This Is My Brain In Love

45170387Jocelyn “Jos” Wu is a child of Chinese immigrants. Her family’s restaurant, which is located in a central New York strip mall, is struggling. Jocelyn talks her father into giving her one chance to help the business before he decides to close it and move back to New York City. Jocelyn’s ad for a management intern is answered by Will Domenici, who hopes to draw on his experience as a business manager for his school newspaper.  He and Jos hit it off and begin to see success with their marketing plans. Despite that, Jos can only focus on things that didn’t go right. Will has been struggling with anxiety since he was in middle school. Years of therapy have helped him manage it, but there are still challenges. Will recognizes signs of depression in Jos. He wants to help, but understands the limits, including those growing from his own anxiety. Will and Jos have much in common, including having immigrant parents (Will’s mother is Nigerian), and there’s a spark.  They grow to care about each other, but have to keep their brains from standing in the way.

Jocelyn, Will and the other teen characters are realistic and complex. There are no easy answers or heroic rescues. Jos and Will’s parents are allowed complexity too; each brings a perspective to the question of overcoming the shame associated with recognizing, accepting and managing mental health issues. For example Jos’s father believes these conditions don’t affect Chinese people and were created by pharmaceutical companies. Will’s mother, despite being a doctor, felt addressing Will’s anxiety would just be pathologizing issues that could be resolved with guidance. We learn Jos’s mother and Will’s father see things differently.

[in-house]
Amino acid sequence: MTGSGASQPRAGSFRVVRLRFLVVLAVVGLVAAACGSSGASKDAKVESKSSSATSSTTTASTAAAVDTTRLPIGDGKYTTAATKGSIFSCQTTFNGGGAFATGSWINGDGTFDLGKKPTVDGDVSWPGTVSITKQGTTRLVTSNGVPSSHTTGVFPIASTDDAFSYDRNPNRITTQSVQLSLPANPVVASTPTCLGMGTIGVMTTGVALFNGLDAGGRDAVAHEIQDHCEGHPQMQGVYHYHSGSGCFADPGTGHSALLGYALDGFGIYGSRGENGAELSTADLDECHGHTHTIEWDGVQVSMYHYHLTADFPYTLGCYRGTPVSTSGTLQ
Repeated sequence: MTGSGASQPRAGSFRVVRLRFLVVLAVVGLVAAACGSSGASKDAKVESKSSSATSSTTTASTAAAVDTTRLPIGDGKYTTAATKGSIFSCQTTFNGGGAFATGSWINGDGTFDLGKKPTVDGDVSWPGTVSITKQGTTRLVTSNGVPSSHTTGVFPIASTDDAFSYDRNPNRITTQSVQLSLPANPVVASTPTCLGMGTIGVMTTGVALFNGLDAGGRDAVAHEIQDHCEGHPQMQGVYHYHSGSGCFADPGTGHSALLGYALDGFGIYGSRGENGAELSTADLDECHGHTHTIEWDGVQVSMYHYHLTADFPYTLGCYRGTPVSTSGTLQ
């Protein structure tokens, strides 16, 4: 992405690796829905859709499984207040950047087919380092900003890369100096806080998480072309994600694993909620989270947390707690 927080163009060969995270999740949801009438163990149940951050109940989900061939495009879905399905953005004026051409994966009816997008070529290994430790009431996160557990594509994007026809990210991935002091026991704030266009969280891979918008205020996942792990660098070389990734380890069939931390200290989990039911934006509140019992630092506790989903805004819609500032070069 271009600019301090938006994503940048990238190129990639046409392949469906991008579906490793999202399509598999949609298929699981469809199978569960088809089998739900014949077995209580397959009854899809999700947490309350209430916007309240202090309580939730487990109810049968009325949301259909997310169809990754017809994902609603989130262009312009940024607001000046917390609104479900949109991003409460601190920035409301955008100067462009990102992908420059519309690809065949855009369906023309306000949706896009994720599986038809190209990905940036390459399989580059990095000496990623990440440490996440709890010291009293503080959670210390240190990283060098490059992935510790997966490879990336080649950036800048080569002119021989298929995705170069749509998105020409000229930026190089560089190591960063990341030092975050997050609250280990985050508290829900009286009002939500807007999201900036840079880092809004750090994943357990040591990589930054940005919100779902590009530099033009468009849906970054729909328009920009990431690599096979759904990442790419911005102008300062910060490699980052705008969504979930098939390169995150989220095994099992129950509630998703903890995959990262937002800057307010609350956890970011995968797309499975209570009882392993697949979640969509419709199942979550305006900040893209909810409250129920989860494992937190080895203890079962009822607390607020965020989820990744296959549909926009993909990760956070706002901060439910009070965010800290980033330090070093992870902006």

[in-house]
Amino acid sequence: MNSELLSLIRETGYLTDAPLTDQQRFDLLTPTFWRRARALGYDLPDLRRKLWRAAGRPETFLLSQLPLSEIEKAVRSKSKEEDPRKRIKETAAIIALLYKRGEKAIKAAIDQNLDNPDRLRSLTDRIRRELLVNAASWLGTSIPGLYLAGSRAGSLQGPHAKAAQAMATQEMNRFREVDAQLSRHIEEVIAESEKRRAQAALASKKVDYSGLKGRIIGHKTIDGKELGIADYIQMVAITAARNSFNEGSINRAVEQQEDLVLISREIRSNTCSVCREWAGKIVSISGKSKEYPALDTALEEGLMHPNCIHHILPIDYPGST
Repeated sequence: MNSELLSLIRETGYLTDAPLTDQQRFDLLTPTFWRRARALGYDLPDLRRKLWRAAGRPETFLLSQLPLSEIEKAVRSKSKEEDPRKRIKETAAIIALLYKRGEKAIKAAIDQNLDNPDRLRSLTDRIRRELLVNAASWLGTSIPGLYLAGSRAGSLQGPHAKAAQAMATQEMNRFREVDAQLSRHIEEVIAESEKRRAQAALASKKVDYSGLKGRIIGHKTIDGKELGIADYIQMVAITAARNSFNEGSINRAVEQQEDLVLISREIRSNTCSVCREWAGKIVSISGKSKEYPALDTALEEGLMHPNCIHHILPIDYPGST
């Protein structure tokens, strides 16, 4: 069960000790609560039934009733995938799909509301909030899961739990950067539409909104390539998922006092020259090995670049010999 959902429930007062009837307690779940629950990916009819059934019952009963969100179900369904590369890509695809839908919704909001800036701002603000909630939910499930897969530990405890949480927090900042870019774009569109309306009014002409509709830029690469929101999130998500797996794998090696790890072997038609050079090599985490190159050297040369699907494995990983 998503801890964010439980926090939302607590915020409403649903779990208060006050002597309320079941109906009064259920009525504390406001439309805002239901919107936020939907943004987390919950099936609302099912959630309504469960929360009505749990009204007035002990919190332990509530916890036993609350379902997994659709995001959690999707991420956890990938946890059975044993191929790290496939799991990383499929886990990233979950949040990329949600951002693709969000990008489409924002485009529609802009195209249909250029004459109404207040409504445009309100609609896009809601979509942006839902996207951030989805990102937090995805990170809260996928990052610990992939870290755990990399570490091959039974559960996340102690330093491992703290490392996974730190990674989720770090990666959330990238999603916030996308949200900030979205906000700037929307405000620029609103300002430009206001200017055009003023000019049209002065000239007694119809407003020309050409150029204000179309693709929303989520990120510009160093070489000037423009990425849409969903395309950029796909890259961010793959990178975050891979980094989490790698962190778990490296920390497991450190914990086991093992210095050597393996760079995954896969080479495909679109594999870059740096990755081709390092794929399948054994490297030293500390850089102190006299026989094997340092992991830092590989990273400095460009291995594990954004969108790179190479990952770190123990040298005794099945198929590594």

The writer, an Asian American doctor also raised by immigrants, includes a powerful author’s note. She is very straightforward in describing her struggles in coming to terms with her own depression.  She also addresses the stigma that exists in the medical community as well as in immigrant communities and communities of color. Managing mental health is important for all of us. We may see more people needing help given the current state of the world. I hope this book will help people overcome shame not only to take care of themselves, but to avoid being an obstacle to others who need care.

Right now, going to a bookstore is not an option but many are still filling online orders. I’d like to recommend Books Inc., an independent bookstore that will ship This Is My Brain In Love (and any other books you order), free of charge.

 

With The Fire on High

Sometimes the heat is what draws you to the kitchen.

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17-year-old Afro-Latinx Emoni Santiago dreams of being a chef. Her creativity in the kitchen is stellar, and her instincts always lead her to new culinary places. But her dream may remain just that. Emoni got pregnant as a high school freshman and is  now raising her 3 year old daughter Emma. They live with Emoni’s grandmother. Emoni’s  mother died when she was a baby and her father felt it was more important for him to go back to Puerto Rico than stay home and care for Emoni. Emoni has a tenuous relationship with the baby’s father who is present for Emma, less so for her. Unsurprisingly her family has serious financial struggles. A new culinary arts class, which includes a trip to Spain to study under local chefs, is offered at her high school. She knows it won’t be easy but she wants this. With an aging grandmother, toddler child, and minimal financial resources, Emoni has to figure out how to make it work.